April 7, 2011
E-books are the future. They’re handy, they’re small in comparison to audio or video files, and they’re often cheaper than their physical counterparts. There’s one issue with the whole Kindle eBook market right now, though. DRM.
The music industry tried it and fell flat on its back in the process before realising that consumers would simply turn to piracy. Hollywood still struggles to figure out just how consumers want to watch content they’ve legally bought, and in many cases you may buy several versions of the same film.
Unfortunately, it seems as though Amazon Kindle publishers are enforcing the same restrictions on their customers. When you buy a book for the Kindle, you can only use it on the Kindle or a Kindle app for one of your devices. Now that’s hardly fair, but there is a way around it!Continue reading »
April 3, 2011
The option key – also labelled ⌥ or alt on many keyboards – on the Mac keyboard is something of a mystery to new Mac users. Most people have no idea what it does, but it’s actually one of the most useful keys you’re likely to use. With the option key held down, you can access a lot more information and features on your computer that you’d otherwise spend a long time looking for. Here are some of the best…Continue reading »
April 2, 2011
In 2007, Vista brought us many restraints in the form of additional security measures. In 2009, those restrains were loosened somewhat with the introduction of Windows 7, but make no mistake: User Account Control is still in full force for those running the latest operating system to come out of Redmond.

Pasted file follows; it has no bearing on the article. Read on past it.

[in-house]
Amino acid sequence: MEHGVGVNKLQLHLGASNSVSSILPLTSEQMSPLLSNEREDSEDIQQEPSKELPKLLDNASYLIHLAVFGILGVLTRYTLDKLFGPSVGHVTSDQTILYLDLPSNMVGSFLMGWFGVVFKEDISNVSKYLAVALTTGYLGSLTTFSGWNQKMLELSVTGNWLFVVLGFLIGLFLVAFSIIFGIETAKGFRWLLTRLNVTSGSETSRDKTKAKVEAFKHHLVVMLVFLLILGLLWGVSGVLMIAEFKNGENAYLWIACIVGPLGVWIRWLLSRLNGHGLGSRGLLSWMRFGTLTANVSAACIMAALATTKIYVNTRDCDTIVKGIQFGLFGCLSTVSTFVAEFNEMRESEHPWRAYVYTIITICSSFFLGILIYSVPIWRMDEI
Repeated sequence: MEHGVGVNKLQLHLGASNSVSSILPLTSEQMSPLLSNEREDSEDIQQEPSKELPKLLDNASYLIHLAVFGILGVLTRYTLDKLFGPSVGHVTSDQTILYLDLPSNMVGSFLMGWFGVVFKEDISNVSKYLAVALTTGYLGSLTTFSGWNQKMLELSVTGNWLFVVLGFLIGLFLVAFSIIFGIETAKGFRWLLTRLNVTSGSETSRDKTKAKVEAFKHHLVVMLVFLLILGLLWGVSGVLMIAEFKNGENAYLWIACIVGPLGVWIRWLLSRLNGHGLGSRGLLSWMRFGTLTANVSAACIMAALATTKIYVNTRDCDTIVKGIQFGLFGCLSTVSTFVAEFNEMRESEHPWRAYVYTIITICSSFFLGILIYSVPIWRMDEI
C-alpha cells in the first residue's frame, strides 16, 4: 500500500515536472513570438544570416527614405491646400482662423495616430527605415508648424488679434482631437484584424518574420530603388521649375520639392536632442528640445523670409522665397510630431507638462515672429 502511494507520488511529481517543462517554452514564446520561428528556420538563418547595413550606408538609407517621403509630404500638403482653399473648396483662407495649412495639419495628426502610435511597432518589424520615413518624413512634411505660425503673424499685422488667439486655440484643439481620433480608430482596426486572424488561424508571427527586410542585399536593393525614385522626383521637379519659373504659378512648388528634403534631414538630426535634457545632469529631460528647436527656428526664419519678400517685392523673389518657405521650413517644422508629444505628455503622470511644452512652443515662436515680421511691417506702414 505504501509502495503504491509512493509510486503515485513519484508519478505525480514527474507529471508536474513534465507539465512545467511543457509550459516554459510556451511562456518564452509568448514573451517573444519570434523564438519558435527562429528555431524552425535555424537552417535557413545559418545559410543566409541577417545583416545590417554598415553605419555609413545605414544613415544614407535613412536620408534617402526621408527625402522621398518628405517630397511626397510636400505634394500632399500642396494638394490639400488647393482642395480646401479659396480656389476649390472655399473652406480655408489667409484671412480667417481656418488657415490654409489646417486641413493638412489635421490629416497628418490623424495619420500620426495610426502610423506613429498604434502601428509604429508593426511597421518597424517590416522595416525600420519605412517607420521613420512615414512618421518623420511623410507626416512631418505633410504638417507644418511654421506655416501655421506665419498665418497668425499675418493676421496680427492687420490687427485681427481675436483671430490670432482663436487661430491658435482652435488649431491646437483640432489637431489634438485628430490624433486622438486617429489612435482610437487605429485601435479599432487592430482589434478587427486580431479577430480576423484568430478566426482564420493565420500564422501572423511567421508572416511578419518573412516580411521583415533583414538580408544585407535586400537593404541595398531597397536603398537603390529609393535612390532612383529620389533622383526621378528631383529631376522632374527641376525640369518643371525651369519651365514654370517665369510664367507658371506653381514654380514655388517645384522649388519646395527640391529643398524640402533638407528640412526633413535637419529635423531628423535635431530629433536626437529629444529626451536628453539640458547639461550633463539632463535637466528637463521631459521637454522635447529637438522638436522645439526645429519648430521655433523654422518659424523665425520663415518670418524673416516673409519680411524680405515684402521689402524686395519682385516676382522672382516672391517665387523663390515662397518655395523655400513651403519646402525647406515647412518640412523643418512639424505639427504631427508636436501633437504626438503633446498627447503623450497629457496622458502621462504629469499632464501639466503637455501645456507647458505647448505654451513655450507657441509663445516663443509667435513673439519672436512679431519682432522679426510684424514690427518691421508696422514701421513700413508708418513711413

If you want to give yourself a little more freedom, or simply take charge of your own cyber security, Windows will take it upon itself to provide you with annoying alerts from the taskbar to let you know that something is wrong with your system security. Fortunately there is a way to change this behaviour, so let’s take a look how it’s done…Continue reading »
April 2, 2011
Many people complain about the dock in Mac OS X for one reason or another, but I’ve always liked it myself. Maybe it’s because I never used Mac OS 9 before OS X came out, or simply because the Start menu began to bore me.
Despite this, it isn’t perfect. A pet hate of mine in Leopard is the behaviour of the dock when you minimised a window: it places itself next to the trash can on the right hand side of all your folders. Not only does this make the dock ridiculously large when you are working on a lot at once and have a few windows minimised, but it also looks unsightly.Continue reading »